Internet dating observations
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Thus, a mate seeker must first decide whom to “browse”—that is, which subset of profiles to consider—and then, among those browsed, to whom to write.
Informative features of mate choice behavior are revealed at each stage, and choices made at the browsing stage restrict which alternatives are subsequently available.
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Online activity data—for example, from dating, housing search, or social networking websites—make it possible to study human behavior with unparalleled richness and granularity.
Researchers in the fields of quantitative marketing and transportation research have built on these insights to develop sophisticated models of individual-level behavior for which a choice history is available, such as for frequently purchased supermarket goods.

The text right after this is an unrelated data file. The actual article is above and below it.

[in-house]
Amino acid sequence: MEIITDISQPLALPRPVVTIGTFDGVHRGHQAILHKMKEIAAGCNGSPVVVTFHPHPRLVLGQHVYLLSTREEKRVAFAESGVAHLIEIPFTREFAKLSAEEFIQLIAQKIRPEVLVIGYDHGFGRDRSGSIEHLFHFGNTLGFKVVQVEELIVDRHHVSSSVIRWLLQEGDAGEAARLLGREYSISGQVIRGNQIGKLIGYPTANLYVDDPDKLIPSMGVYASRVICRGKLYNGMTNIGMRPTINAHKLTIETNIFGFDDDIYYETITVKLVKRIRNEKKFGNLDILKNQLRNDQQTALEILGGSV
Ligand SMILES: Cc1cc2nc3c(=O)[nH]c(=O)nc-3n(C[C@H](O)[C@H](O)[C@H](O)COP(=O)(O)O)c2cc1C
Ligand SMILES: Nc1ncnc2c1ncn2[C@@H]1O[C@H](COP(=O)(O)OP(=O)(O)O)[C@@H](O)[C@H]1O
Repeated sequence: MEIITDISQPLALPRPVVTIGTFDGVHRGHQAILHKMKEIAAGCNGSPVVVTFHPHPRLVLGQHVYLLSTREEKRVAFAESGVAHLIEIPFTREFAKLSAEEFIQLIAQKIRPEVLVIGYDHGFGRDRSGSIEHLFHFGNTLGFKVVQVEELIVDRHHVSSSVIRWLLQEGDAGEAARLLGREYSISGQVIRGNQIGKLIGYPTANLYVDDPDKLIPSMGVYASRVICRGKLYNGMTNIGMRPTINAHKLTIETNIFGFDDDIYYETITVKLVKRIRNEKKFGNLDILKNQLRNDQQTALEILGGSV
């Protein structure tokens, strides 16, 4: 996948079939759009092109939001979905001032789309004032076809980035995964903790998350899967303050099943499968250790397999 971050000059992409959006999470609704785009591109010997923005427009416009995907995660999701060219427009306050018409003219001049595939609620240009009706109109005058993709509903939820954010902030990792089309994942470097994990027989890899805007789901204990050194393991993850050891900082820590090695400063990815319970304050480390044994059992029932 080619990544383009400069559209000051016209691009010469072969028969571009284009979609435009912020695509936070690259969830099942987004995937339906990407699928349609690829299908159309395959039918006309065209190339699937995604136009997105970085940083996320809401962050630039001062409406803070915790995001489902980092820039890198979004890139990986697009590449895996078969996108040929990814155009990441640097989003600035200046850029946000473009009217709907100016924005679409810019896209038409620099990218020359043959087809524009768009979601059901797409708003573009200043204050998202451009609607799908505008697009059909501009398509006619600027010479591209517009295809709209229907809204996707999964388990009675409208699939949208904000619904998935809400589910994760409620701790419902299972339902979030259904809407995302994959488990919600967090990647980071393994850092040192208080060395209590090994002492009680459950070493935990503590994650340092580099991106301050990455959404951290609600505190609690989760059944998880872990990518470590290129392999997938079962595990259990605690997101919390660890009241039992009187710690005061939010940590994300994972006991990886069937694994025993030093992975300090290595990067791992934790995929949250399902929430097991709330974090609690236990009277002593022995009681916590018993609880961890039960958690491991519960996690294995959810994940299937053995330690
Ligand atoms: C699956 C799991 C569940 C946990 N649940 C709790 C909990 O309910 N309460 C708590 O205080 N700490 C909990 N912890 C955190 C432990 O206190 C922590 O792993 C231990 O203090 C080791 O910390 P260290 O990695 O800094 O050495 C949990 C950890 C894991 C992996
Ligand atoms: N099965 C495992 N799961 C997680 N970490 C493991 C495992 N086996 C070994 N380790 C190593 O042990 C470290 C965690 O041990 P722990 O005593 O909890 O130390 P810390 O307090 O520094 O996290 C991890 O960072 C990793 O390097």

However, these models are not directly applicable to major problems of sociological interest, like choices about where to live, what colleges to apply to, and whom to date or marry.
Harnessing the full informatory power of activity data requires models that capture decision-making processes and other features of human behavior.
A nonparametric account of heterogeneity reveals that, even after controlling for a host of observable attributes, mate evaluation differs across decision stages as well as across identified groupings of men and women.
Our statistical framework can be widely applied in analyzing large-scale data on multistage choices, which typify searches for “big ticket” items.
Specifically, we leverage and extend recent advances in change point mixture modeling to allow a flexible, data-driven account of not only which attributes of a potential mate matter, but also where they function as “deal breakers.”Our approach allows for multiple decision stages, with potentially different rules at each.
For example, we assess whether the initial stages of mate search can be identified empirically as “noncompensatory”: filtering someone out based on an insufficiency of a particular attribute, regardless of their merits on others.
Our model aims to describe mate choice as it unfolds online.